Thursday, January 29, 2009

Turkey and the ICC

The Parliamentary Council of Europe (PACE) issued a resolution yesterday calling on Turkey to sign and ratify the Rome Statute establishing the International Criminal Court (ICC). Turkey is among eight of 48 Council of Europe countries -- including the Russian Federation, Ukraine, the Czech Republic, Armenia, Azerbaijan, Moldova and Monaco -- not to have ratified the Rome Statute. The resolution also urges all Council of Europe countries to fully cooperate with the ICC, addressing specific obligations States Parties have in so doing.

German MP Dr. Herta Daubler-Gmelin, chair of the Legal and Human Rights Committee of PACE, spearheaded the resolution alongside a report documenting the progress the ICC dossier has made in a number of Council of Europe countries, especially Turkey and the Czech Republic. MPs from Turkey endorsed the resolution, which also called on the United States, as an observer in the Council, and Israel, as an observer in PACE, to sign and ratify the Rome Statute.

Although ratification of the Rome Statute is not included in the Copenhagen Criteria, the ICC is part of the Common Foreign and Security Policy. Turkish ratification of the Rome Statute would go a long way in proving that Turkey is intent to act in accordance with the foreign policy principles adopted by EU member states, and further bolster support for its accession inside Europe. And, the issue of European accession aside, it would also go along way in garnering support for Turkey in its campaign against the PKK, allaying concerns of human rights activists that Turkey continues to subordinate human rights in its struggle against the terrorist organization -- and, in doing, often violates the rights of Kurdish citizens.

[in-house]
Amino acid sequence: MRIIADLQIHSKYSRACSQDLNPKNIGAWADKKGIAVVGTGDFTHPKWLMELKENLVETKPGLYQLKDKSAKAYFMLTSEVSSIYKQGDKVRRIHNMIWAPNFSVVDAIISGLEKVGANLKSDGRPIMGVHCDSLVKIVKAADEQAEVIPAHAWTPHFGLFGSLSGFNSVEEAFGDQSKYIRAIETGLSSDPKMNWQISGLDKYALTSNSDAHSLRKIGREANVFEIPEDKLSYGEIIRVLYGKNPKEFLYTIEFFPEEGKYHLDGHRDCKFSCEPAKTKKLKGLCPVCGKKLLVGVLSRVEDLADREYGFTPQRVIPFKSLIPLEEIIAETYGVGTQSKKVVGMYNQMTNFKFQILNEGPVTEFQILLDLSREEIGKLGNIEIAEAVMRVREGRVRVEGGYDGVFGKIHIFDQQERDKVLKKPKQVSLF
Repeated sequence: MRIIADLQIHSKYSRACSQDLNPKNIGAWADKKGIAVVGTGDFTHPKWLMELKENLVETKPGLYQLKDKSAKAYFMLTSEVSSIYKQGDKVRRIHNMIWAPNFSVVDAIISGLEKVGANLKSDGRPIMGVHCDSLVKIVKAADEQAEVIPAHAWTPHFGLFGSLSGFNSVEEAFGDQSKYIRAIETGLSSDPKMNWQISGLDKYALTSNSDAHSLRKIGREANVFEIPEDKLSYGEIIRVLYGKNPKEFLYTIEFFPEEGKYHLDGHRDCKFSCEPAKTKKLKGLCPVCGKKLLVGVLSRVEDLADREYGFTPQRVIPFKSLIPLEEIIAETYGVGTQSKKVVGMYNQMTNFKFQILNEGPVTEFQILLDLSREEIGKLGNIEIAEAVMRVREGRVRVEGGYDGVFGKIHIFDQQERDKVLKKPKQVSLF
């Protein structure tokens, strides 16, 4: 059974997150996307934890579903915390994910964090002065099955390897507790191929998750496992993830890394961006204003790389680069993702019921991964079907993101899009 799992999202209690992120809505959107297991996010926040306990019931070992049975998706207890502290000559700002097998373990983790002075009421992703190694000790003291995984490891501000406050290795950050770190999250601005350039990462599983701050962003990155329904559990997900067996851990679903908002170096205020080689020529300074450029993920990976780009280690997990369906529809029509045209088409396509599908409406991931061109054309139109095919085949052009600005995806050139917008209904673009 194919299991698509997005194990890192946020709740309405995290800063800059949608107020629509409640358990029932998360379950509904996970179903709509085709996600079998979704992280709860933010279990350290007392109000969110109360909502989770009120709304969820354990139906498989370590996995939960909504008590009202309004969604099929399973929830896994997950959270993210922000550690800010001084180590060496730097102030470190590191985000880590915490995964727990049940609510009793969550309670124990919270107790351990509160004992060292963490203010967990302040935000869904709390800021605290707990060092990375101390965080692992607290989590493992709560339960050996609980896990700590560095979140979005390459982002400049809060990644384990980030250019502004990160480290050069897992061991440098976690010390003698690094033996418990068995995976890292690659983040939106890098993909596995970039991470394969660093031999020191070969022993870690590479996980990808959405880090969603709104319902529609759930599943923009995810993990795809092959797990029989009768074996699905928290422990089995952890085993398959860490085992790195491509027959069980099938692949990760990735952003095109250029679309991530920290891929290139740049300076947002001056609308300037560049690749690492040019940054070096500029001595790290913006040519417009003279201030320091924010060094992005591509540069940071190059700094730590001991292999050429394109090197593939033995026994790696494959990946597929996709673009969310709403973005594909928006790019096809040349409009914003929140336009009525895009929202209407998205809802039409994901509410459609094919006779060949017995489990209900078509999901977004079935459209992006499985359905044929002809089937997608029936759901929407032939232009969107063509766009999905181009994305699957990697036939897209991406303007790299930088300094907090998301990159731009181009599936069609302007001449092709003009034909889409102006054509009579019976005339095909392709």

In 2004, Turkey amended Article 38 of the Constitution to allow for the extradition of Turkish citizens to the ICC. At the time, Prime Minister Erdogan stated that Turkey would be ratifying the Rome Stature in the near future. However, in January 2008, Erdogan reversed this position, citing concerns that Turkish assent might compromise its ability to deal effectively with the PKK. To add insult to injury, this past summer Turkey hosted Sudanese President Omar al-Bashir, who is currently facing prosecution by the Court for war crimes committed in the Sudanese genocide.

In yet another turn, AKP included ratification of the Rome Statute in its third harmonization package. CHP and MHP are opposed to ratification on the same grounds Erdogan presented last January, citing concern that the Rome Statute does not include terrorism within its jurisdiction. For a statement from the UN as to why this is so, click here.

As it has in the United States, the ratification to the ICC becomes fodder for nationalists, many of who launch misinformation campaigns about the Court. As evidenced by earlier resistance from Ali Sahin and the Justice Ministry, it is also important to impact that support for the Rome Statute is not universal among AKP politicians. This row within AKP and Erdogan's folding in January 2008 evinces deeper divisions within the party between hardcore nationalists and liberal reformers.

The Rome Statute enjoys enormous support within DTP and the Kurdish southeast. It also enjoys widespread support among Turkish civil society. According to TDZ, "As part of a campaign initiated by Amnesty International Turkey in 1997, a national coalition of NGOs, including the TİHV, the Association of Human Rights and Solidarity for Oppressed Peoples (MAZLUM-DER), the Human Rights Agenda Association, the Human Rights Association (İHD) and the Helsinki Citizens' Assembly, are also lobbying for the ratification of the ICC treaty."

UPDATE 1/31 -- Click here for a recently issued press release from the Coalition for the International Criminal Court (CICC) on the PACE resolution.

UPDATE 2/4 -- The Coalition for the International Criminal Court has selected Turkey as this month's target in its universal ratification campaign (URC). To encourage Turkey's government to sign onto the Rome Statute, click here.

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